The basement rocks of the Korean Peninsula consist of high-grade gneiss and schist, Paleoproterozoic Precambrian massifs, which formed in the early stage of Earth’s history. These rocks are unconformably overlain by metasedimentary rocks; schist, quartzite, marble, calcsilicate, and amphibolite, of the Middle to Late Proterozoic. The Korean Peninsula is floored by a collation of about five of these huge Precambrian massifs that acted like ‘microplates’ during the aggregation of the peninsula. These massifs consist of thick dolostone, metavolcanics, and schist, which were intruded by Paleoproterozoic granites.
These Paleoproterozoic metasedimentary and granitic rocks underwent repeated intracrustal differentiation, followed by the events of cratonization, i.e., regional metamorphism and igneous activity, at 1.9-1.8 Ga. Sediments deposited in the peripheral basins during the Mesoproterozoic and Neoproterozoic lead to stabilization as the basement of the peninsula.
These early depositional basins formed the locus of deposition that continued on from the Proterozoic through the Phanerozoic. There are at least three, perhaps four, depositional basins in the south which are delimited by structural zones, such as the South Korean Tectonic Line (SKTL), a huge zone of continental transform faults and forms the basis of boundary demarcation between the Okcheon and Taebaeksan basins.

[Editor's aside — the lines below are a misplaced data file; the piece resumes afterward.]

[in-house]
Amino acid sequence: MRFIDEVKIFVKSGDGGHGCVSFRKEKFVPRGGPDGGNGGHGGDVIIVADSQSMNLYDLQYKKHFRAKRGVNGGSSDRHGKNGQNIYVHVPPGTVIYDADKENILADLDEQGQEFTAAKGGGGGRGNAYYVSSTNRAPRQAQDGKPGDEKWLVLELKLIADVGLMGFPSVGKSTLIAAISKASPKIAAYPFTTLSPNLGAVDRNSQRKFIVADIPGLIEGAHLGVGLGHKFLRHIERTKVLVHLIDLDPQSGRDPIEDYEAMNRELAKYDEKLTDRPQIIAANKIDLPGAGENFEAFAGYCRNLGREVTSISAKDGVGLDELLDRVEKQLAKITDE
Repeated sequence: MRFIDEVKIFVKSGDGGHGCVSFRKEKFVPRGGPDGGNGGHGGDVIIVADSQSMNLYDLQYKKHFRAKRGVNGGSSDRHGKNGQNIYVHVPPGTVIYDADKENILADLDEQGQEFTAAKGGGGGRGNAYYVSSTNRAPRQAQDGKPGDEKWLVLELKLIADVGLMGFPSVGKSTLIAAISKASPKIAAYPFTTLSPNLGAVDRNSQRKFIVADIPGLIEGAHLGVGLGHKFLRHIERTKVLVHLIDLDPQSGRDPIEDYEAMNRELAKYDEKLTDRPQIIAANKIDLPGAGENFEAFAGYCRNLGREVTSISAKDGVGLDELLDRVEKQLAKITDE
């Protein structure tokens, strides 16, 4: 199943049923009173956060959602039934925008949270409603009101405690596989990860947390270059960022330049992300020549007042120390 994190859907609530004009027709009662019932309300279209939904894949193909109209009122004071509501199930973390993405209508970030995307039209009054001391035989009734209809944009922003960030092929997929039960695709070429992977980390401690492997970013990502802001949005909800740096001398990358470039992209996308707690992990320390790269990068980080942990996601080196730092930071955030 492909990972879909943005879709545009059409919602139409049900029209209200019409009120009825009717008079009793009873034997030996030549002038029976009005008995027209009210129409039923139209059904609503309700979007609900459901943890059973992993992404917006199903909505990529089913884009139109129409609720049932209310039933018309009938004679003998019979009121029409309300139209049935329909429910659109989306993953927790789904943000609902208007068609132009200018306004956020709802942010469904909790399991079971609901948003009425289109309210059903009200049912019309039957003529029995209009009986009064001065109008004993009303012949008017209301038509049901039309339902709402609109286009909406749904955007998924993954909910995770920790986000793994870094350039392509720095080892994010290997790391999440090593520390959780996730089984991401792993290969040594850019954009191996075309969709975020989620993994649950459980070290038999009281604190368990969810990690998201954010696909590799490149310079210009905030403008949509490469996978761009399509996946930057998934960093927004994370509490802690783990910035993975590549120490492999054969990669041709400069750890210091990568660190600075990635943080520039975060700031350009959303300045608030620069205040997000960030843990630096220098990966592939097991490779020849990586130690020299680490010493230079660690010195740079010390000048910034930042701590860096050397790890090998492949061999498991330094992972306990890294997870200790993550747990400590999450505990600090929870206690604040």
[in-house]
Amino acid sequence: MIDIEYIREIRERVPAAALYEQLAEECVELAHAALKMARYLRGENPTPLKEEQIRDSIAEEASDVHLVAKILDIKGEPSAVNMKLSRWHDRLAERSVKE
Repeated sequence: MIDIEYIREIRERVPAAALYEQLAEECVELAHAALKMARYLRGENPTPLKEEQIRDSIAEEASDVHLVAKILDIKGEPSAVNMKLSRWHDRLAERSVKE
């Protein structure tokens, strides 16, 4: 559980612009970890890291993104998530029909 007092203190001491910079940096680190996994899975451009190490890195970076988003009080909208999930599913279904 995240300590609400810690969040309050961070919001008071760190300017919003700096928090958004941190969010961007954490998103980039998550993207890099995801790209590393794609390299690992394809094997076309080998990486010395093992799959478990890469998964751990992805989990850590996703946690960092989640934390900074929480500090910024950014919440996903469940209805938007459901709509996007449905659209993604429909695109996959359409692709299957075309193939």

The boundary between the Seochangri Formation of the Okcheon Basin and the Joseon Supergroup of the Taebaeksan Basin in the Bonghwajae area is a thrust (or reverse‐slip shear zone). This thrust is presumably a relay structure (i.e. a restraining bend) between two segments of a continental transform fault (the South Korean Tectonic Line or SKTL), along which the Okcheon Basin of the South China Craton was juxtaposed against the Taebaeksan Basin of the North China Craton during the Permian–Triassic suturing of the two cratons.
In the late Proterozoic, sedimentation was initiated in basins of the Korean Peninsula, accompanied by deposition of siliciclastic and volcaniclastic sediments as well as carbonates. The massifs were submerged in the Early Paleozoic during a greenhouse period, forming a shallow marine platform and associated environments.
The Cambrian-Ordovician succession unconformably overlies Precambrian granite gneiss. It consists of mixed carbonate-siliciclastic rocks of sandstone, shale, and shallow-marine carbonates. Sedimentation was initiated in the Early Cambrian with a global rise in sea level on the stable craton of the Sino-Korean Block.
There was a major break in sedimentation during the Silurian and Devonian periods in the entire platform. During the Carboniferous to early Triassic, sedimentation was resumed in coastal plain and swamp environments with progradation of deltas.
Major tectonic events were initiated in the Triassic when the South China Block collided with the Sino-Korean Block. The eastern part of the Sino-Korean Block rotated clockwise and moved southward relative to the South China Block along the SKTL.